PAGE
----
Suggestions for a file/account server, ~200 users

Discussion in 'Buying Tips and Advice' started by amphibious, Jul 21, 2011.

  1. amphibious macrumors member

    Joined:
    Mar 30, 2005
    #1
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    I need to put together a computer to be used initially as a file server for a small high school. There will be about 200 users total. I would like to give each user about 1gb of space each.

    Eventually, as the school expands it's computer lab, I would like to be able to have each user be able to log into their account on any computer in the lab with their own desktop, settings, etc.

    The number of simultaneous users will likely top out around 60 at the absolute max.

    The computer will also need to run two very small, simple, databases available to all users on the network.

    Any suggestions would be appreciated!

    Thanks.
     
  2. r0k macrumors 68040

    r0k

    Joined:
    Mar 3, 2008
    Location:
    Detroit
    #3
    My son's high school and my daughter's high school took radically different approaches to the same problem.

    My son's high school installed a bunch of old pc's running Linux and assignments are accepted in Open Office format or in MS Office format. Everything always worked and servers were never down but there was no campus wide wifi.

    My daughter's high school insists that every incoming freshwoman purchase a $2000+ HP tablet that is the single biggest waste of money I can imagine. Almost every document that comes from the school is in some sort of MS wrapper that OOO and iWork struggles to render faithfully. The campus wide wifi was almost always working but servers were down frequently and we hated dealing with the school's MS based mess.

    These two examples don't answer your question directly, but I suspect the windows network was set up by a "professional" and the Linux network was designed by a volunteer. There is no licensing hooey to mess with if you use Linux. If you do it yourself, choose OS X or Linux. If you hire a professional, be prepared for a costly MS based solution, unless you can convince the Gates foundation to make a donation.

    I have set up Linux networks before. You set them up. They "just work". No help desk. No call center. No downtime (except for power failures). I have set up windows networks before. The care and feeding of windows is mind boggling, from what seem like daily windows hotfixes to users that can't do this or can't do that. If you do it yourself and choose Linux, spend more time up front to investigate how to set things up correctly and you will have a light to non-existent workload going forward. If you use windows, brace yourself to be on call from now on.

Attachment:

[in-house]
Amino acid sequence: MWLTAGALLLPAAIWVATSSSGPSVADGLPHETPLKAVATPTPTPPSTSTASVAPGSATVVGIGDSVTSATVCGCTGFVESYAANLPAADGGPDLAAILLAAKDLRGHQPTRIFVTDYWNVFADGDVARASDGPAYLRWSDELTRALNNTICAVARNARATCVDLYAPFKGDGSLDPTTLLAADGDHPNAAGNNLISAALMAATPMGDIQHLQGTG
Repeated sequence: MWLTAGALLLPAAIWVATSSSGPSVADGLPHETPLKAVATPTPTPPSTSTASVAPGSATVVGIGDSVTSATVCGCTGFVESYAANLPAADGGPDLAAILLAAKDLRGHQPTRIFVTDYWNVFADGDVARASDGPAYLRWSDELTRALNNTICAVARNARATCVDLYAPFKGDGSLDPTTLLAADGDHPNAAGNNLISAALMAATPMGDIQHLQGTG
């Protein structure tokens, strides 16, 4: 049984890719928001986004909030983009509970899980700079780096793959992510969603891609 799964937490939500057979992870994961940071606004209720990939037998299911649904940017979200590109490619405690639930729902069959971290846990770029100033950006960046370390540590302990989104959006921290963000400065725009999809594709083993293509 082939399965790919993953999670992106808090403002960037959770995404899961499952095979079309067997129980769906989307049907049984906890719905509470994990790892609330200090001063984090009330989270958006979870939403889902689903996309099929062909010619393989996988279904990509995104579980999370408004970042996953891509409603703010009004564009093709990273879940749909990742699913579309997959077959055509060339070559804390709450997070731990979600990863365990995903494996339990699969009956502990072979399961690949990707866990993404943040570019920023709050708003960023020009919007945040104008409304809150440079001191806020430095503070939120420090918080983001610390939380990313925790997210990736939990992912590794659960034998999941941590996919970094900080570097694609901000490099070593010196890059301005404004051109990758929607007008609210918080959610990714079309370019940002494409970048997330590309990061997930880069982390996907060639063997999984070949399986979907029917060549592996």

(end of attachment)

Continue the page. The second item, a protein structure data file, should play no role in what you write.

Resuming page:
3. Sjhonny macrumors 6502

    Joined:
    Feb 25, 2011
    Location:
    The land of the cucumbers
    #4
    I'd go with Linux, Ubuntu or Fedora. But 200 users is a lot, so a Mac Mini wouldn't suffice... I'd go with a decent i7 pc and most importantly a decent raid controller with 5 ssds (Vertex 3 120 or 240, depending on how fast you're planning on expanding the 1 GiB limit) in RAID 6 hooked up to it. + a daily back-up, I'd say 3 1 TB hdd's in raid 1 (this could be a software raid). Normally there at least 4 sata ports on a modern mobo, so I'd use the first SATA port for the OS SSD.

    Maybe a 10 Gbps connection from the server to the switch in the computer labs (this'll require another PCI-e slot) - but this might be overkill. It could come in handy if you decide at a later point to back-up other files from the pc's, or if you enable file sharing between computers in different labs (like teachers sharing videos or large amounts of photo's)

    Personally, I'd reserve more space for the teachers (like 10 GiB or so) and an gbps ethernet connection in some classrooms (like language teachers).

    For the file-sharing: I'd look for both a samba as a html client (everyone knows how a browser works, no one knows what samba even is!), no ftp! since ftp doesn't supports encryption (not for data, not for passwords and user information). I'm guessing you're using Windows, so using 'virtual' accounts (being able to login using your username and password on any computer, with all preferences being loaded from the server) isn't really an option when using a Linux server (I think!).

    If you want to support afp, you could install netatalk.
     

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